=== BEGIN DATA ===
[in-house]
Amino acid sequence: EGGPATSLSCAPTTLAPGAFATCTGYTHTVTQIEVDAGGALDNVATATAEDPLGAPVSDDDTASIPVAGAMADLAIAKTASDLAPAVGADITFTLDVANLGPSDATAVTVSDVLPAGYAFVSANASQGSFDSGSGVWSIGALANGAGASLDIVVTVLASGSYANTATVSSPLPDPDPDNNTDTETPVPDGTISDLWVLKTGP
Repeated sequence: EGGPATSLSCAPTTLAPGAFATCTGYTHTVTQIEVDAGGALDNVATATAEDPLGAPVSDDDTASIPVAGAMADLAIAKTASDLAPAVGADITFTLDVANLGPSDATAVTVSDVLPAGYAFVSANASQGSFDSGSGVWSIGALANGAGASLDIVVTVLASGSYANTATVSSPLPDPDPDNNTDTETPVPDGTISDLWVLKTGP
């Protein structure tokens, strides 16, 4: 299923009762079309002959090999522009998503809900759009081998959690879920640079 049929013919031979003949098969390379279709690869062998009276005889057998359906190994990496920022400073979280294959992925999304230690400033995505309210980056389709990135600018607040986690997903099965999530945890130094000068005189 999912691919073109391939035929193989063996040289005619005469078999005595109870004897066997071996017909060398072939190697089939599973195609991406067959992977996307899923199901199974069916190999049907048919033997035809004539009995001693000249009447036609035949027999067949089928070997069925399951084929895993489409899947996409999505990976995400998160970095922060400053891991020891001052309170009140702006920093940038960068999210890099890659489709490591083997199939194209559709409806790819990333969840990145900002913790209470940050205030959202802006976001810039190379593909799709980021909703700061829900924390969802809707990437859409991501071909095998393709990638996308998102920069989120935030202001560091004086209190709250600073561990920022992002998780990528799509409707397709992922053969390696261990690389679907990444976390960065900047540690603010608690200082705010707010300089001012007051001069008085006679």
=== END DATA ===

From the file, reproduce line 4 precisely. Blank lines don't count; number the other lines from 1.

């Protein structure tokens, strides 16, 4: 299923009762079309002959090999522009998503809900759009081998959690879920640079 049929013919031979003949098969390379279709690869062998009276005889057998359906190994990496920022400073979280294959992925999304230690400033995505309210980056389709990135600018607040986690997903099965999530945890130094000068005189 999912691919073109391939035929193989063996040289005619005469078999005595109870004897066997071996017909060398072939190697089939599973195609991406067959992977996307899923199901199974069916190999049907048919033997035809004539009995001693000249009447036609035949027999067949089928070997069925399951084929895993489409899947996409999505990976995400998160970095922060400053891991020891001052309170009140702006920093940038960068999210890099890659489709490591083997199939194209559709409806790819990333969840990145900002913790209470940050205030959202802006976001810039190379593909799709980021909703700061829900924390969802809707990437859409991501071909095998393709990638996308998102920069989120935030202001560091004086209190709250600073561990920022992002998780990528799509409707397709992922053969390696261990690389679907990444976390960065900047540690603010608690200082705010707010300089001012007051001069008085006679």